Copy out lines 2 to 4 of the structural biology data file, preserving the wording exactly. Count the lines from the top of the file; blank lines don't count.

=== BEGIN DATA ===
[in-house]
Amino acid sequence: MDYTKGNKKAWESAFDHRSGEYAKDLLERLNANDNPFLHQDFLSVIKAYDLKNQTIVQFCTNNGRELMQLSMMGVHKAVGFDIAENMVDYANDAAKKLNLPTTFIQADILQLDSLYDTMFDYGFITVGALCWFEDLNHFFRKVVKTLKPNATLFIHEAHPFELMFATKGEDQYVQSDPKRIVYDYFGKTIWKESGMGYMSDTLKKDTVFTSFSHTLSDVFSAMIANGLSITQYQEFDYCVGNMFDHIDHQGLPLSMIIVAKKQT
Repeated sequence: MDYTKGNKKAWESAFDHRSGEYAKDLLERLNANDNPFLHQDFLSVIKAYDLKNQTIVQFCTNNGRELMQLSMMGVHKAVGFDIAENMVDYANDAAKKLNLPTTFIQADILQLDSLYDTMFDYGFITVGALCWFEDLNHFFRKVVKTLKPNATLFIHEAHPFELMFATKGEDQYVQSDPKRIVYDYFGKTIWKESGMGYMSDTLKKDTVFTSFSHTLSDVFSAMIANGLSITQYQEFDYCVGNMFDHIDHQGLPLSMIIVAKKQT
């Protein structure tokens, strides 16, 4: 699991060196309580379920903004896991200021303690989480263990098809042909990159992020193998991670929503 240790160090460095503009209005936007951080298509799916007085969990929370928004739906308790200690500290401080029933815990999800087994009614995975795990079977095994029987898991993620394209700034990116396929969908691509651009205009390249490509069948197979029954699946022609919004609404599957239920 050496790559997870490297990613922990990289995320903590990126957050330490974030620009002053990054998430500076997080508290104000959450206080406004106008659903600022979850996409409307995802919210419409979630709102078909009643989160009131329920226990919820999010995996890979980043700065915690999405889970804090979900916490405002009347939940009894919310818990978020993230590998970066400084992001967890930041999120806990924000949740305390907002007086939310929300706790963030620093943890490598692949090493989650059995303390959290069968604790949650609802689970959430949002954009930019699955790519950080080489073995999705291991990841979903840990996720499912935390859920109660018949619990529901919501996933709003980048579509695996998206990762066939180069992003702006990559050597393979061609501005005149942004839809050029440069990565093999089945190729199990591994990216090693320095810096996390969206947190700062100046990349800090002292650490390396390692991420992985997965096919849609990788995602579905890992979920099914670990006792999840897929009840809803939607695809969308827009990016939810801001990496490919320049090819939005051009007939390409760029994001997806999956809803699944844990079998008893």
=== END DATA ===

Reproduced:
Amino acid sequence: MDYTKGNKKAWESAFDHRSGEYAKDLLERLNANDNPFLHQDFLSVIKAYDLKNQTIVQFCTNNGRELMQLSMMGVHKAVGFDIAENMVDYANDAAKKLNLPTTFIQADILQLDSLYDTMFDYGFITVGALCWFEDLNHFFRKVVKTLKPNATLFIHEAHPFELMFATKGEDQYVQSDPKRIVYDYFGKTIWKESGMGYMSDTLKKDTVFTSFSHTLSDVFSAMIANGLSITQYQEFDYCVGNMFDHIDHQGLPLSMIIVAKKQT
Repeated sequence: MDYTKGNKKAWESAFDHRSGEYAKDLLERLNANDNPFLHQDFLSVIKAYDLKNQTIVQFCTNNGRELMQLSMMGVHKAVGFDIAENMVDYANDAAKKLNLPTTFIQADILQLDSLYDTMFDYGFITVGALCWFEDLNHFFRKVVKTLKPNATLFIHEAHPFELMFATKGEDQYVQSDPKRIVYDYFGKTIWKESGMGYMSDTLKKDTVFTSFSHTLSDVFSAMIANGLSITQYQEFDYCVGNMFDHIDHQGLPLSMIIVAKKQT
């Protein structure tokens, strides 16, 4: 699991060196309580379920903004896991200021303690989480263990098809042909990159992020193998991670929503 240790160090460095503009209005936007951080298509799916007085969990929370928004739906308790200690500290401080029933815990999800087994009614995975795990079977095994029987898991993620394209700034990116396929969908691509651009205009390249490509069948197979029954699946022609919004609404599957239920 050496790559997870490297990613922990990289995320903590990126957050330490974030620009002053990054998430500076997080508290104000959450206080406004106008659903600022979850996409409307995802919210419409979630709102078909009643989160009131329920226990919820999010995996890979980043700065915690999405889970804090979900916490405002009347939940009894919310818990978020993230590998970066400084992001967890930041999120806990924000949740305390907002007086939310929300706790963030620093943890490598692949090493989650059995303390959290069968604790949650609802689970959430949002954009930019699955790519950080080489073995999705291991990841979903840990996720499912935390859920109660018949619990529901919501996933709003980048579509695996998206990762066939180069992003702006990559050597393979061609501005005149942004839809050029440069990565093999089945190729199990591994990216090693320095810096996390969206947190700062100046990349800090002292650490390396390692991420992985997965096919849609990788995602579905890992979920099914670990006792999840897929009840809803939607695809969308827009990016939810801001990496490919320049090819939005051009007939390409760029994001997806999956809803699944844990079998008893």